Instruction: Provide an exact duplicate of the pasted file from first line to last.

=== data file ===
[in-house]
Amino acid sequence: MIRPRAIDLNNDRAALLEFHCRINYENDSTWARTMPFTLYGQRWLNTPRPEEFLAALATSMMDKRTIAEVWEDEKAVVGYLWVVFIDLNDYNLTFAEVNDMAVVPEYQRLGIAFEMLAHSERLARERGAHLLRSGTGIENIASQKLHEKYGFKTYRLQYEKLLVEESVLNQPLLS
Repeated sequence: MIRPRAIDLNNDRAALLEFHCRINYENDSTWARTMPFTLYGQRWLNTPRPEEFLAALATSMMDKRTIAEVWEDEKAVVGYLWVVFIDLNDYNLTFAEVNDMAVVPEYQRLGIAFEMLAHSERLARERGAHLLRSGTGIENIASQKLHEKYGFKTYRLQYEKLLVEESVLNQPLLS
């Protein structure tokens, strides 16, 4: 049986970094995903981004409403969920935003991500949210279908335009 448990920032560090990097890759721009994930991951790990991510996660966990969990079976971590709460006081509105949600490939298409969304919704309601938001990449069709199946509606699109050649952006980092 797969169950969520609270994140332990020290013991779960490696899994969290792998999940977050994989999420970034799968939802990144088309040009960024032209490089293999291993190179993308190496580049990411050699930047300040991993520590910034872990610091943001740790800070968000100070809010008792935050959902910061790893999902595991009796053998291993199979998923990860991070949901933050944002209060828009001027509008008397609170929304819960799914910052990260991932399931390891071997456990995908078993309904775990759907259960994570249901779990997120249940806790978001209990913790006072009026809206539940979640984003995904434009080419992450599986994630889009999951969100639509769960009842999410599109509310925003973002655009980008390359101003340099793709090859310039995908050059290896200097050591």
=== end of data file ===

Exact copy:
[in-house]
Amino acid sequence: MIRPRAIDLNNDRAALLEFHCRINYENDSTWARTMPFTLYGQRWLNTPRPEEFLAALATSMMDKRTIAEVWEDEKAVVGYLWVVFIDLNDYNLTFAEVNDMAVVPEYQRLGIAFEMLAHSERLARERGAHLLRSGTGIENIASQKLHEKYGFKTYRLQYEKLLVEESVLNQPLLS
Repeated sequence: MIRPRAIDLNNDRAALLEFHCRINYENDSTWARTMPFTLYGQRWLNTPRPEEFLAALATSMMDKRTIAEVWEDEKAVVGYLWVVFIDLNDYNLTFAEVNDMAVVPEYQRLGIAFEMLAHSERLARERGAHLLRSGTGIENIASQKLHEKYGFKTYRLQYEKLLVEESVLNQPLLS
């Protein structure tokens, strides 16, 4: 049986970094995903981004409403969920935003991500949210279908335009 448990920032560090990097890759721009994930991951790990991510996660966990969990079976971590709460006081509105949600490939298409969304919704309601938001990449069709199946509606699109050649952006980092 797969169950969520609270994140332990020290013991779960490696899994969290792998999940977050994989999420970034799968939802990144088309040009960024032209490089293999291993190179993308190496580049990411050699930047300040991993520590910034872990610091943001740790800070968000100070809010008792935050959902910061790893999902595991009796053998291993199979998923990860991070949901933050944002209060828009001027509008008397609170929304819960799914910052990260991932399931390891071997456990995908078993309904775990759907259960994570249901779990997120249940806790978001209990913790006072009026809206539940979640984003995904434009080419992450599986994630889009999951969100639509769960009842999410599109509310925003973002655009980008390359101003340099793709090859310039995908050059290896200097050591």